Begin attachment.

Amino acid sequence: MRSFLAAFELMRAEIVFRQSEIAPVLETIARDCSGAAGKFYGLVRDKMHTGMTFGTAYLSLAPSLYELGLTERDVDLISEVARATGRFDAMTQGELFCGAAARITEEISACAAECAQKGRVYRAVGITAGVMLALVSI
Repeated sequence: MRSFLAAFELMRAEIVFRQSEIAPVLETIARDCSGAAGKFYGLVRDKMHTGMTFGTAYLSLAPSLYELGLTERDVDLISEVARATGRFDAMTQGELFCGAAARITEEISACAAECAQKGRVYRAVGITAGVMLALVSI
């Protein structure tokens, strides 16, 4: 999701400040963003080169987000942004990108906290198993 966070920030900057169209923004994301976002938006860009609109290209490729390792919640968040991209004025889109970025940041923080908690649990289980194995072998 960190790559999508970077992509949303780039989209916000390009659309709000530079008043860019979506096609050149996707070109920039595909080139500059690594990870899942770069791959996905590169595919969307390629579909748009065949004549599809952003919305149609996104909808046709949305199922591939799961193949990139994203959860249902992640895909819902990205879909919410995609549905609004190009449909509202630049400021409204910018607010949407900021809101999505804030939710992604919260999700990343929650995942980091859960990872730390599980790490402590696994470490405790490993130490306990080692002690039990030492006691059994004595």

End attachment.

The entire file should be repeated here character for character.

Amino acid sequence: MRSFLAAFELMRAEIVFRQSEIAPVLETIARDCSGAAGKFYGLVRDKMHTGMTFGTAYLSLAPSLYELGLTERDVDLISEVARATGRFDAMTQGELFCGAAARITEEISACAAECAQKGRVYRAVGITAGVMLALVSI
Repeated sequence: MRSFLAAFELMRAEIVFRQSEIAPVLETIARDCSGAAGKFYGLVRDKMHTGMTFGTAYLSLAPSLYELGLTERDVDLISEVARATGRFDAMTQGELFCGAAARITEEISACAAECAQKGRVYRAVGITAGVMLALVSI
């Protein structure tokens, strides 16, 4: 999701400040963003080169987000942004990108906290198993 966070920030900057169209923004994301976002938006860009609109290209490729390792919640968040991209004025889109970025940041923080908690649990289980194995072998 960190790559999508970077992509949303780039989209916000390009659309709000530079008043860019979506096609050149996707070109920039595909080139500059690594990870899942770069791959996905590169595919969307390629579909748009065949004549599809952003919305149609996104909808046709949305199922591939799961193949990139994203959860249902992640895909819902990205879909919410995609549905609004190009449909509202630049400021409204910018607010949407900021809101999505804030939710992604919260999700990343929650995942980091859960990872730390599980790490402590696994470490405790490993130490306990080692002690039990030492006691059994004595």